People need attention: it’s a normal and healthy part of life. And getting attention is marvellous: it makes you feel smart, sassy and confident and leads you to perform better in life, at work and in the bedroom. But guess what? Your start-up is no different! It too needs nurturing to perform at peak efficiency. So how do you make your start-up feel like the prettiest girl in the room?
If you’re in the early stages of building a B2C product, you know that capturing people’s imaginations by explaining to them why they absolutely have to sign up to your beta is critical to your future. But there’s a problem, right? At precisely the time in your company’s lifecycle that you need a bunch of users to prove your model, you can least afford so-called luxuries like PR. Why shorten your runway, goes the thinking, when you could be ploughing the cash into developer time?
Well, you might not have to. Later in your company’s life, you will almost certainly want to retain a public relations firm. They can do wonders for your business and take a lot of the work of dealing with the press off your shoulders: after all, they’re in business themselves because they know exactly what you want, and how to get you it. (That’s why hiring a PR firm that is itself a start-up is often a brilliant idea: they get exactly where you’re coming from.)
But even PR firms – the best ones, anyway – will tell you that PR isn’t right for everyone. And in some cases, it simply isn’t an option. So I’m going to share some secrets with you that will help you get to the press and get your message out there. This post is primarily relevant to product-focused B2C companies, but with a little common-sense modification, any business can market itself more effectively by thinking about these rules when they create a story around their product. All it takes is a clear head, a bit of initiative and a good nose for what people want. (And if you don’t have any of those things, what the hell are you doing being an entrepreneur?)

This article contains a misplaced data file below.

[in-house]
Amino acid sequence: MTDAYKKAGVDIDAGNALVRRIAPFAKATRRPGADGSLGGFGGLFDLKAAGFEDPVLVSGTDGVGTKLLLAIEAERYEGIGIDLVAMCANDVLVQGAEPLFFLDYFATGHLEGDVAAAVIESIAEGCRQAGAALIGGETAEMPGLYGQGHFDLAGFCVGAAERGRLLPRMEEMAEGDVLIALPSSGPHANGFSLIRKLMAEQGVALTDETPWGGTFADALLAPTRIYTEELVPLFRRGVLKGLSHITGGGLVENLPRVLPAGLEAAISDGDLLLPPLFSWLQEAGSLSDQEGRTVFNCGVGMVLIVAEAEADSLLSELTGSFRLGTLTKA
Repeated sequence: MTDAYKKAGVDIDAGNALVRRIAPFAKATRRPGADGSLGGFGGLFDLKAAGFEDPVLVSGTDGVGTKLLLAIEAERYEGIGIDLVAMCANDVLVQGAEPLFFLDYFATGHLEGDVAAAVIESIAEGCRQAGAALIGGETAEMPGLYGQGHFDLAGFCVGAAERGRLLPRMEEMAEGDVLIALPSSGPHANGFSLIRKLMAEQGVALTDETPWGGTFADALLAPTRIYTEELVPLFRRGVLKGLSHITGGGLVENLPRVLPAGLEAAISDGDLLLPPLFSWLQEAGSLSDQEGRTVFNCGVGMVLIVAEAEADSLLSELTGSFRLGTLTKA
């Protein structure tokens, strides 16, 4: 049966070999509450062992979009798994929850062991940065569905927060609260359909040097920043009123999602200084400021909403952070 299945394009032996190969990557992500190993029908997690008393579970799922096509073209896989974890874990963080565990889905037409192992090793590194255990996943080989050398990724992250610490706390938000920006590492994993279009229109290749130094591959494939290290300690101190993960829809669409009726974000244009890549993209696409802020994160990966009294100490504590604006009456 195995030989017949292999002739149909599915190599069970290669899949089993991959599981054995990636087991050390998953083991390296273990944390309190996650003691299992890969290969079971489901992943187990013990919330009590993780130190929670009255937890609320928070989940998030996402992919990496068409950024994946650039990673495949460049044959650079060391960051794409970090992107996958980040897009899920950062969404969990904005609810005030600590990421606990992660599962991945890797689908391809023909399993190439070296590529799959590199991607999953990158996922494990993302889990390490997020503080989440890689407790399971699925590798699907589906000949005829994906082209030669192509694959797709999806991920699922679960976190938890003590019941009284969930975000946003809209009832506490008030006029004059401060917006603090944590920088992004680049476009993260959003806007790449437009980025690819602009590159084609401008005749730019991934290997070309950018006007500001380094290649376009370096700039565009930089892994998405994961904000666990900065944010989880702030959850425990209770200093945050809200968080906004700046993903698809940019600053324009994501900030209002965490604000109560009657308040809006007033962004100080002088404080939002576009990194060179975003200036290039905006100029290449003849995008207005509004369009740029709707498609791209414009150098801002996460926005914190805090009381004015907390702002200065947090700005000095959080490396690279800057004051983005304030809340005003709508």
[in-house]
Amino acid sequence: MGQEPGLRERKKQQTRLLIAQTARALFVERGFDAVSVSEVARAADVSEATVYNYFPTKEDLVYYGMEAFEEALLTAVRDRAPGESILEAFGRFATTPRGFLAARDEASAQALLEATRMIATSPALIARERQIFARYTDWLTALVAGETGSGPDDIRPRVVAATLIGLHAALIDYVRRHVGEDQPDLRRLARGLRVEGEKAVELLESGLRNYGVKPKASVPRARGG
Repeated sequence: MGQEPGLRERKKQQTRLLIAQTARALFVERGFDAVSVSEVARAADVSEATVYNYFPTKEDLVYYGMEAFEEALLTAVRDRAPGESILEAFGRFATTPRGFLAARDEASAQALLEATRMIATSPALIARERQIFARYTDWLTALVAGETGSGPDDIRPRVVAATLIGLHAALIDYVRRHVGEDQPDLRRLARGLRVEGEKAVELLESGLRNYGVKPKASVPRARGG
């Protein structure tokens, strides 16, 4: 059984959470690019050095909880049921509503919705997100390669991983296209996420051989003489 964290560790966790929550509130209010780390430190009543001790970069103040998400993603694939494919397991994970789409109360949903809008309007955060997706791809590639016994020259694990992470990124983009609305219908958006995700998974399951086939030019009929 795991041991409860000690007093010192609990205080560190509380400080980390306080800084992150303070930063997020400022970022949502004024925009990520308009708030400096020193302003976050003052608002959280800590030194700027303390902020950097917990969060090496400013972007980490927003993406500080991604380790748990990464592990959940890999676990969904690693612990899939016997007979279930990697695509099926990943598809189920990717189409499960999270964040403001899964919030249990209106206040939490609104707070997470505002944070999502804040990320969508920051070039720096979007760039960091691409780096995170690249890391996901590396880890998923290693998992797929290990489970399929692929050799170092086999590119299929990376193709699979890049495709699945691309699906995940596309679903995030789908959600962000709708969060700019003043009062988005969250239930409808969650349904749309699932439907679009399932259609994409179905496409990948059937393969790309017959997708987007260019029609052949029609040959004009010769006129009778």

I’m not going to call it PR, or even marketing, because it isn’t quite either of those things. It’s more guerilla than that. I’m going to call it what it is: good old-fashioned attention-seeking. Because the idea here is to have journalists come to you – not the other way around. And you’ll find that, if you’re doing something sufficiently daring and exciting, they’ll be beating your door down to get the exclusive.
This guest post, first published on 500 Startups and reprinted here with permission, is written by Milo Yiannopoulos, a technology columnist for The Telegraph in London who writes about the internet, copyright, privacy and start-ups. Milo is commissioning editor of The Telegraph’s Tech Start-Up 100, the most authoritative and trustworthy ranking of promising start-ups in Europe. He’s a regular speaker at tech conferences and a mentor to start-ups, particularly those operating in media, content, publishing, advertising and social networking. Previous attention-seeking exploits of Milo’s include The London Nude Tech Calendar and the Michael Jackson tribute moonwalk.